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Army Corps decides to blow up Missouri levee

An aerial look at the flooding around Cairo, Ill. on April 28, 2011.
(via Butler Miller)
An aerial look at the flooding around Cairo, Ill. on April 28, 2011.

Updated 10:30 p.m. May 2:

Around 10:15, the Army Corps of Engineers posted to its Facebook pagethat the first section of the levee had been breached.

Updated 5:58 p.m. May 2 with information that levee will be broken and additional information:

The U.S. Army Corps of Engineers plans to detonate the Birds Point levee in southern Missouri tonight.

Officials announced the decision this evening.

Major General Michael Walsh with the Corps called the flooding on the Mississippi and Ohio Rivers “historic.”

Walsh says he would prefer to blow the levee in daylight but Cairo, Illinois’ river gauge continues to rise.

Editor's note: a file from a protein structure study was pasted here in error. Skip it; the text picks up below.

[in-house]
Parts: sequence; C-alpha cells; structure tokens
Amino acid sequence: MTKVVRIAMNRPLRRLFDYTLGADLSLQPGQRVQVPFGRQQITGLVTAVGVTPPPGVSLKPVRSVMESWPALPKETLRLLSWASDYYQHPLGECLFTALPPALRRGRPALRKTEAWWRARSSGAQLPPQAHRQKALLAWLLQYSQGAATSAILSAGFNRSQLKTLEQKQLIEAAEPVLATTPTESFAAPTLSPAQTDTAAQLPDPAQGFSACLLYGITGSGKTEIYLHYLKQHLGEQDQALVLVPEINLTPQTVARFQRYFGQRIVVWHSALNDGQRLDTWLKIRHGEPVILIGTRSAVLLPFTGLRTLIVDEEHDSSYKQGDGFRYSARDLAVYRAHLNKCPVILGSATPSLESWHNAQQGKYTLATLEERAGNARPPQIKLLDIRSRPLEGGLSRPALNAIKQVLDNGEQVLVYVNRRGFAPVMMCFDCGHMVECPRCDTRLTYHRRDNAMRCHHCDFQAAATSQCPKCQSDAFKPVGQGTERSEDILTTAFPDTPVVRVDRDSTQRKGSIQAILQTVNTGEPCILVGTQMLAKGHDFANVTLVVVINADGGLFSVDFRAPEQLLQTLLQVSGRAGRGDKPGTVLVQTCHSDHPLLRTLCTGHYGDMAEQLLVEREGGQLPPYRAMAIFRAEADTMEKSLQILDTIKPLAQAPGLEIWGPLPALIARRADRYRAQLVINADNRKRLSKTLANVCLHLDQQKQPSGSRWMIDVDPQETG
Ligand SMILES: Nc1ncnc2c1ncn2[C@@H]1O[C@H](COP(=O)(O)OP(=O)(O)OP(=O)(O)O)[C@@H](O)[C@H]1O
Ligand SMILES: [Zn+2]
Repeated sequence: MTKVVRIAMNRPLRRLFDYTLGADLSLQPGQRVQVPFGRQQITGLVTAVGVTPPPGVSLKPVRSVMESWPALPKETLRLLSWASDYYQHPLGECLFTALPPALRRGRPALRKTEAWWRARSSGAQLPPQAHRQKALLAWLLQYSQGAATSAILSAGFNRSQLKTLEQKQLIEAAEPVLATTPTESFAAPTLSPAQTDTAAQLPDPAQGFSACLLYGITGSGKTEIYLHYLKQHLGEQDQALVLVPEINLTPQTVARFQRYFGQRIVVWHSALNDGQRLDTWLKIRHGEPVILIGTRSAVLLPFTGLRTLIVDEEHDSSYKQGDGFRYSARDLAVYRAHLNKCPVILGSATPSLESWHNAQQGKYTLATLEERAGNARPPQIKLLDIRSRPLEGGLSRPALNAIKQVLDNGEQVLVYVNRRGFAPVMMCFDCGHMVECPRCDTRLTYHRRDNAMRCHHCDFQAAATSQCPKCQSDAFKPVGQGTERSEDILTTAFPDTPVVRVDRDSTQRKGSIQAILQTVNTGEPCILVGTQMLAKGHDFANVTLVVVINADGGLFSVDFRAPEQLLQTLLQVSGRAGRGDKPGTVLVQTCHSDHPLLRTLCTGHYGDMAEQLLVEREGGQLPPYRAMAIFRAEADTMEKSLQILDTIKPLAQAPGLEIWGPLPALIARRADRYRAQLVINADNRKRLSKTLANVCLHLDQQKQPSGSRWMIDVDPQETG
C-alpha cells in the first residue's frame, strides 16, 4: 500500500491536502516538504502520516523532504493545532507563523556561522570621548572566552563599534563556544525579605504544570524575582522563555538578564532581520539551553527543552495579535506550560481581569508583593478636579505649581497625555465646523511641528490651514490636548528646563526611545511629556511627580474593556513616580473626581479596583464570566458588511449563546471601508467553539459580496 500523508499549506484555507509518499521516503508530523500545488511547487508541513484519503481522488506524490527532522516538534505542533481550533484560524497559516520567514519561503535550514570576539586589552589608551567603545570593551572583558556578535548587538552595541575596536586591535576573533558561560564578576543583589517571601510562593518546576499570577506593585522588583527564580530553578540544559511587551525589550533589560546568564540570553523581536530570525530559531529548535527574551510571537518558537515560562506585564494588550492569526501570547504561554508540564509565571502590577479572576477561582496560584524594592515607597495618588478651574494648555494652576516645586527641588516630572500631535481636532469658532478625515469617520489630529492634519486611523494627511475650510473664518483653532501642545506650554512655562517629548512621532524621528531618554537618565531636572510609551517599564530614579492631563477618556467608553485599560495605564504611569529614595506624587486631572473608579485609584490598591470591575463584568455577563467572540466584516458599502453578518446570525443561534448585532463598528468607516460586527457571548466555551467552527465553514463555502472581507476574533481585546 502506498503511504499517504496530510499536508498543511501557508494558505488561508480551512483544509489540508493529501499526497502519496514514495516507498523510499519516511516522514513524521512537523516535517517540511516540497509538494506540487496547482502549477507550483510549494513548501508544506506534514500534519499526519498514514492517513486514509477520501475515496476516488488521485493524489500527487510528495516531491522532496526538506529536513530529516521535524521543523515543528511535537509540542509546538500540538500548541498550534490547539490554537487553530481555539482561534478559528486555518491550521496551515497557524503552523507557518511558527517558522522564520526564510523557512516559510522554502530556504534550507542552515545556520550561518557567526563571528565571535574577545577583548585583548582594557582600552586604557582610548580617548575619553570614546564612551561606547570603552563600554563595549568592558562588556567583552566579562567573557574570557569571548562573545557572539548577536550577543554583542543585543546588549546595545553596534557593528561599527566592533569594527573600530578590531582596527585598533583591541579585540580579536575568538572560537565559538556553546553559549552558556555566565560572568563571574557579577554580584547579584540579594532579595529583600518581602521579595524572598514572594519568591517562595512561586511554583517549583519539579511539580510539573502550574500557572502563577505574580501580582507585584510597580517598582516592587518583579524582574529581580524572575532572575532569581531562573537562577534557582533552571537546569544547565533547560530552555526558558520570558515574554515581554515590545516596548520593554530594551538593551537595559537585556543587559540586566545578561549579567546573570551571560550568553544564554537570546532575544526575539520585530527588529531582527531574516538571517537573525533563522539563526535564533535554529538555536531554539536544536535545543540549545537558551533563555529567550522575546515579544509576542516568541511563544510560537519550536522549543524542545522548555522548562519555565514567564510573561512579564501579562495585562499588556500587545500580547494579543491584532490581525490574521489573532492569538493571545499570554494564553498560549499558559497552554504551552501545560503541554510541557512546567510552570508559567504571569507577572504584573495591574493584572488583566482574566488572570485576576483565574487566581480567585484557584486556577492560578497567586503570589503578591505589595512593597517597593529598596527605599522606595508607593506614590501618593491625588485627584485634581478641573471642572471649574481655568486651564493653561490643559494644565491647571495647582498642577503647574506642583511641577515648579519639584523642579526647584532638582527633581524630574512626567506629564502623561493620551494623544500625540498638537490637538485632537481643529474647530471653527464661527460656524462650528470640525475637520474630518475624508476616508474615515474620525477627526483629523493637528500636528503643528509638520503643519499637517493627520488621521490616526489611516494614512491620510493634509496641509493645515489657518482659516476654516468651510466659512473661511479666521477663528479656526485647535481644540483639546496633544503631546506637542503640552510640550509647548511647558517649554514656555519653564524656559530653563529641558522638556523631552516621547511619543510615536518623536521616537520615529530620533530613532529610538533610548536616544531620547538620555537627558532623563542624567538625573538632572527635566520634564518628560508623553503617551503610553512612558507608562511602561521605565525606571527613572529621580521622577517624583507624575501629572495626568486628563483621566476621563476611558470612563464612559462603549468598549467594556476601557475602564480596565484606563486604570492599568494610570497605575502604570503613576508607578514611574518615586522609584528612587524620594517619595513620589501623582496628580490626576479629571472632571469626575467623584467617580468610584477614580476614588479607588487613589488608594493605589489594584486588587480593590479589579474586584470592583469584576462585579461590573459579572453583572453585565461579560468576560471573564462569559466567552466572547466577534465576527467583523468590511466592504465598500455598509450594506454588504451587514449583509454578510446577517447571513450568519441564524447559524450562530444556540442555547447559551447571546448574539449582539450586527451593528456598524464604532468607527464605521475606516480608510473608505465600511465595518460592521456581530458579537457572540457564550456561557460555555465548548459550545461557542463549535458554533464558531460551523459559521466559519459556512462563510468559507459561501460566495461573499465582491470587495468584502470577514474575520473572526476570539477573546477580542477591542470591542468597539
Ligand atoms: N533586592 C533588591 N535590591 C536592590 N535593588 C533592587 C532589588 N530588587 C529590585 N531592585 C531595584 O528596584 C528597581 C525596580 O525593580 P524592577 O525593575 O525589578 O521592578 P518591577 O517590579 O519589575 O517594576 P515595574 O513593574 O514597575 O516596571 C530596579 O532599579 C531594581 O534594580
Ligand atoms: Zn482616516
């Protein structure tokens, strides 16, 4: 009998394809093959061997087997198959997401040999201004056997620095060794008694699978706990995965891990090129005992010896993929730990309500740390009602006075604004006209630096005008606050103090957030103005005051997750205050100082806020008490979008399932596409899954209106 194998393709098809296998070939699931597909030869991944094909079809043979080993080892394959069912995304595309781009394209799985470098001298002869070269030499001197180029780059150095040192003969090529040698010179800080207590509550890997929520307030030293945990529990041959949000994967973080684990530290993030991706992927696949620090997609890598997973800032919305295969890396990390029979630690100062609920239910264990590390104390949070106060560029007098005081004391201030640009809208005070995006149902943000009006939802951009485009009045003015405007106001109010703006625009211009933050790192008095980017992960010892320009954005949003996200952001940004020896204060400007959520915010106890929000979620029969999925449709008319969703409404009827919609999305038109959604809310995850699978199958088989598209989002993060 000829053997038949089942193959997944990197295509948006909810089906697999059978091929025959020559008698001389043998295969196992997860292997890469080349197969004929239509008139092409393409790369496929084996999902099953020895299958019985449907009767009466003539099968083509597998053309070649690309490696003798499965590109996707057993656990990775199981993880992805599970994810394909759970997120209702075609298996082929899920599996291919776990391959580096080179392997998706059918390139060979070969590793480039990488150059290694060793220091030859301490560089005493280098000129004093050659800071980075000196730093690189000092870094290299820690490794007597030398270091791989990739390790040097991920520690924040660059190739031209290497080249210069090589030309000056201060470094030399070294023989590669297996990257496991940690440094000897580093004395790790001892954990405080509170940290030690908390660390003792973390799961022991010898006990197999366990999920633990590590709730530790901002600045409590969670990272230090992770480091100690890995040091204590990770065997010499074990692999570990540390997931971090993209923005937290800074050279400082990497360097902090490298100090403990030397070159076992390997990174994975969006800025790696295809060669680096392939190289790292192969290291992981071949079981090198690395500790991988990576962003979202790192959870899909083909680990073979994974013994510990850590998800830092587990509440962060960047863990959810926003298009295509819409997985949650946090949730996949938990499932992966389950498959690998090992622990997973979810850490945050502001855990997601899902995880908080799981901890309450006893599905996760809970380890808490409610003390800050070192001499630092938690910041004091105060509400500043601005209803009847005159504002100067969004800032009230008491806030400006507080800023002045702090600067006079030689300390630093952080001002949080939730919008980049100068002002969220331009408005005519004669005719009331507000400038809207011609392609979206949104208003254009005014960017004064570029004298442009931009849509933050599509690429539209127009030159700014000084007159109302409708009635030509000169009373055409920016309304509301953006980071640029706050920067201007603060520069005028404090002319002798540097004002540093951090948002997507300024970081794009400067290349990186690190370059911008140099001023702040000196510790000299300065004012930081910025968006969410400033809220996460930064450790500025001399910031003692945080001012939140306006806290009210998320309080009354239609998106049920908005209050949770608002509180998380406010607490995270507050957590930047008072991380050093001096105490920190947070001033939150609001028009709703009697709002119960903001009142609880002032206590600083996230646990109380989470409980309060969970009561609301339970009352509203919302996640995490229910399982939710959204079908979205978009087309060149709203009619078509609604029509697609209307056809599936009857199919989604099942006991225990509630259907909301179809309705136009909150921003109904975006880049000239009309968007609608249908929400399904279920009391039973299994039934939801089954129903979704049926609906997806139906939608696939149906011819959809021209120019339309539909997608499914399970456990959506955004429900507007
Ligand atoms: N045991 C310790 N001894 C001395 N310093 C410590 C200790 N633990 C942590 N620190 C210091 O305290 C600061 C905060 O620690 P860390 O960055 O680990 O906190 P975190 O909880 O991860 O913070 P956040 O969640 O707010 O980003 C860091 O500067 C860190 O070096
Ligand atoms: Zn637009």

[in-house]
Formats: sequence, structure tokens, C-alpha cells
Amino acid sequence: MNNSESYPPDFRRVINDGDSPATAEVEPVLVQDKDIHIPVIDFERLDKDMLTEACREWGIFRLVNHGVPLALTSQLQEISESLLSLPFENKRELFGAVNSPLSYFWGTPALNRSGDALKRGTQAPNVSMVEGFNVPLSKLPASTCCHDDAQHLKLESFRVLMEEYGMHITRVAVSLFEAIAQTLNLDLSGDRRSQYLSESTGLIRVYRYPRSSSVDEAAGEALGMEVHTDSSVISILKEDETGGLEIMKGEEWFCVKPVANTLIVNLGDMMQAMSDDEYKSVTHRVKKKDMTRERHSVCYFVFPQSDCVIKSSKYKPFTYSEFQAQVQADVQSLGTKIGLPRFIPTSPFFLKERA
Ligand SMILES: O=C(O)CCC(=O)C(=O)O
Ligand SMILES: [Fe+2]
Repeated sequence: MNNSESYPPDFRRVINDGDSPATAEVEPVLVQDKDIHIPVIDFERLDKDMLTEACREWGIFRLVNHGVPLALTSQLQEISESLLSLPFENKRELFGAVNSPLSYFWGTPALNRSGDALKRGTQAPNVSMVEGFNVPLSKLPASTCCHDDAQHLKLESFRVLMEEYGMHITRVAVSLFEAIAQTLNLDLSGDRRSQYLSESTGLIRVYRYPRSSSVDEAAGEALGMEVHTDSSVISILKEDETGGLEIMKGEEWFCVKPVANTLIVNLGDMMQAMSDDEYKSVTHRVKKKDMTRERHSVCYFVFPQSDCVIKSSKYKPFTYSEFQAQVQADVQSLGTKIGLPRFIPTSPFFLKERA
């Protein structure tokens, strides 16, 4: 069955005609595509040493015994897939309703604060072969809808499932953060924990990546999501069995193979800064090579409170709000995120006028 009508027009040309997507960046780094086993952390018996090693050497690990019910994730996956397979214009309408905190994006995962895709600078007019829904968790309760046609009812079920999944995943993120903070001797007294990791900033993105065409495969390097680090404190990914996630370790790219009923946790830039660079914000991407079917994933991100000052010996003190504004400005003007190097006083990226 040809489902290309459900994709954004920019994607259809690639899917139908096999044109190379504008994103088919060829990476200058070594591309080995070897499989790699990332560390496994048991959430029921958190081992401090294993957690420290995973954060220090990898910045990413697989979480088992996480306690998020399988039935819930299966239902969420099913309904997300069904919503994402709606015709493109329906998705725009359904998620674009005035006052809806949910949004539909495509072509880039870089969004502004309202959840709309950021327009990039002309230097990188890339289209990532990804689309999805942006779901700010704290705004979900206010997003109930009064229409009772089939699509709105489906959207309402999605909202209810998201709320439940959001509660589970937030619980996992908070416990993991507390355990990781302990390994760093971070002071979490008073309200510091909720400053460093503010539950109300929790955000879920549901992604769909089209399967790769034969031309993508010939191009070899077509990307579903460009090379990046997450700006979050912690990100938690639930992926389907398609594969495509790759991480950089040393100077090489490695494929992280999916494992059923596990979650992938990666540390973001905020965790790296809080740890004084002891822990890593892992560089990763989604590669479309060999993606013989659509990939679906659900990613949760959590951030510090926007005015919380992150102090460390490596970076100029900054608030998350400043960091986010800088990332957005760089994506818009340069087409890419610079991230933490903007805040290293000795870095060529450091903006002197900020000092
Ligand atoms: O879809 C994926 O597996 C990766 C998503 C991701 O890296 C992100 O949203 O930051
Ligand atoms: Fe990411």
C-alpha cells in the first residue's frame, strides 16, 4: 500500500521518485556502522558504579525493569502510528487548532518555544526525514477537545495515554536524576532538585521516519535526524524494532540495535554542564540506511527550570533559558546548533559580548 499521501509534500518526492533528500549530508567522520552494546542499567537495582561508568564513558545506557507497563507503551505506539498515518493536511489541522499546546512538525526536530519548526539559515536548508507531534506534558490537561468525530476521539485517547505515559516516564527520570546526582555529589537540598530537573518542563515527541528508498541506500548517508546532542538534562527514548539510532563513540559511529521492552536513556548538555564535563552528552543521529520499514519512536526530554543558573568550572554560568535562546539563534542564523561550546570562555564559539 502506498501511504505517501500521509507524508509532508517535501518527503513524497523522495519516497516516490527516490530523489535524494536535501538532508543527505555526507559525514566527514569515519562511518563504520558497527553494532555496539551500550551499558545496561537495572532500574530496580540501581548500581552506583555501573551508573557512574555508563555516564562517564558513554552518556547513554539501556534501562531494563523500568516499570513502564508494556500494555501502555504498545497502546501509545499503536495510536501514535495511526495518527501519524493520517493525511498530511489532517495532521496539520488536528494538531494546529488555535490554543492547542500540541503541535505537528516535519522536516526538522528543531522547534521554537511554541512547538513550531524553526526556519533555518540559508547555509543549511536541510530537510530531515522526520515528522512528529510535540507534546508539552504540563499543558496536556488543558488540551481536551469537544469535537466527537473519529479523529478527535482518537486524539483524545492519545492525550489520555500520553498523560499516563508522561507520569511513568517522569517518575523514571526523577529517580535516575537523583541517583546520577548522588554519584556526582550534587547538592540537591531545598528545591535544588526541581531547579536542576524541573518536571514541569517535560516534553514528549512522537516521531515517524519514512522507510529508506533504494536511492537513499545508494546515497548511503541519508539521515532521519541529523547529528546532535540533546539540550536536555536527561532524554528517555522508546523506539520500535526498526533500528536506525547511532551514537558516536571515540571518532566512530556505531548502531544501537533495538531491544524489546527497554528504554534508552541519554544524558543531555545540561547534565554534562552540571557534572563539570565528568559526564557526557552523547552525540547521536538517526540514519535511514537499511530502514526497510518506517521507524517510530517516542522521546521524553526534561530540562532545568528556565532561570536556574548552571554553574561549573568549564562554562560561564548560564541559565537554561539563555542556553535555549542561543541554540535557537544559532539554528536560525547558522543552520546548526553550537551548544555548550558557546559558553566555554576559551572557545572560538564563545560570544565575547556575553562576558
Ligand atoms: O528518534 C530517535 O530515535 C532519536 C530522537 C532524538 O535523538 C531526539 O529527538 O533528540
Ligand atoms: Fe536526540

“Stress on the system is continuing and the Cairo gauge continues to show to almost 63 so we need to operate it as soon as we have it prepared,” Walsh said.

The Corps says it will detonate the levee between 9 and midnight tonight.

The detonation is expected to take pressure off Cairo, but will flood about 130,000 acres of Missouri farmland.

Missouri National Guard troops were in the area beginning yesterday to secure the 100 homes that had to be evacuated.

Original Story:

Officials are close to a final decision on whether to blast open a Mississippi River levee in a bid to protect the Illinois town of Cairo from rising floodwaters.

The Army Corps of Engineers said Monday it would announce its intentions at 5 p.m. CDT. If the corps decides to break the flood wall, the actual demolition is expected to begin about three hours later at the Birds Point levee.

Missouri officials oppose the move, saying it could inundate 130,000 acres of farmland and hurt the region's economy by covering the land under sand and silt and rendering it useless.

The corps and the state of Illinois say the demolition is crucial to relieving river pressure on the floodwall protecting Cairo.

Maria is the newscast, business and education editor for St. Louis Public Radio.